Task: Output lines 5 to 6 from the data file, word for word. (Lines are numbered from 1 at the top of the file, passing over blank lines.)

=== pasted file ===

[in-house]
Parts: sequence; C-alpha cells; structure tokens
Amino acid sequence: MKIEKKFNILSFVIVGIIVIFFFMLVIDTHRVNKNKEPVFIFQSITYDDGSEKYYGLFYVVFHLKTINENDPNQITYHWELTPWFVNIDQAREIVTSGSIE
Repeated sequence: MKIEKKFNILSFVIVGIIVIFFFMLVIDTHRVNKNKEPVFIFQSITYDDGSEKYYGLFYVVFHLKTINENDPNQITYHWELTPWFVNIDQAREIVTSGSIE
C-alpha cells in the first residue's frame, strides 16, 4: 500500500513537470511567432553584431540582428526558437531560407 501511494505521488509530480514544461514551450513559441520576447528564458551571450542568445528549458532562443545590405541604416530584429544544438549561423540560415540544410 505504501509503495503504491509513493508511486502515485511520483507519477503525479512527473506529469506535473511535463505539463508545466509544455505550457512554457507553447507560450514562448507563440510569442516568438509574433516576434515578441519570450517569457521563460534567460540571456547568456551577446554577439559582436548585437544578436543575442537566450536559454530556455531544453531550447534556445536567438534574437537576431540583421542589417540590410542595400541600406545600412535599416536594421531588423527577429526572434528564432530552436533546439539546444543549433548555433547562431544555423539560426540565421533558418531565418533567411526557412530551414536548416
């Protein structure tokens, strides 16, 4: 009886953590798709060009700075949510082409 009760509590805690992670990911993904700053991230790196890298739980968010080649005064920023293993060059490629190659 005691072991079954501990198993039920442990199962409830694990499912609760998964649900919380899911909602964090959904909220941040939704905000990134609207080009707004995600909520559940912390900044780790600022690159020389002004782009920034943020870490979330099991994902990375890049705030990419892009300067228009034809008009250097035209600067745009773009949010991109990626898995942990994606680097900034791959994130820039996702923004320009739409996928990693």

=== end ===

C-alpha cells in the first residue's frame, strides 16, 4: 500500500513537470511567432553584431540582428526558437531560407 501511494505521488509530480514544461514551450513559441520576447528564458551571450542568445528549458532562443545590405541604416530584429544544438549561423540560415540544410 505504501509503495503504491509513493508511486502515485511520483507519477503525479512527473506529469506535473511535463505539463508545466509544455505550457512554457507553447507560450514562448507563440510569442516568438509574433516576434515578441519570450517569457521563460534567460540571456547568456551577446554577439559582436548585437544578436543575442537566450536559454530556455531544453531550447534556445536567438534574437537576431540583421542589417540590410542595400541600406545600412535599416536594421531588423527577429526572434528564432530552436533546439539546444543549433548555433547562431544555423539560426540565421533558418531565418533567411526557412530551414536548416
């Protein structure tokens, strides 16, 4: 009886953590798709060009700075949510082409 009760509590805690992670990911993904700053991230790196890298739980968010080649005064920023293993060059490629190659 005691072991079954501990198993039920442990199962409830694990499912609760998964649900919380899911909602964090959904909220941040939704905000990134609207080009707004995600909520559940912390900044780790600022690159020389002004782009920034943020870490979330099991994902990375890049705030990419892009300067228009034809008009250097035209600067745009773009949010991109990626898995942990994606680097900034791959994130820039996702923004320009739409996928990693």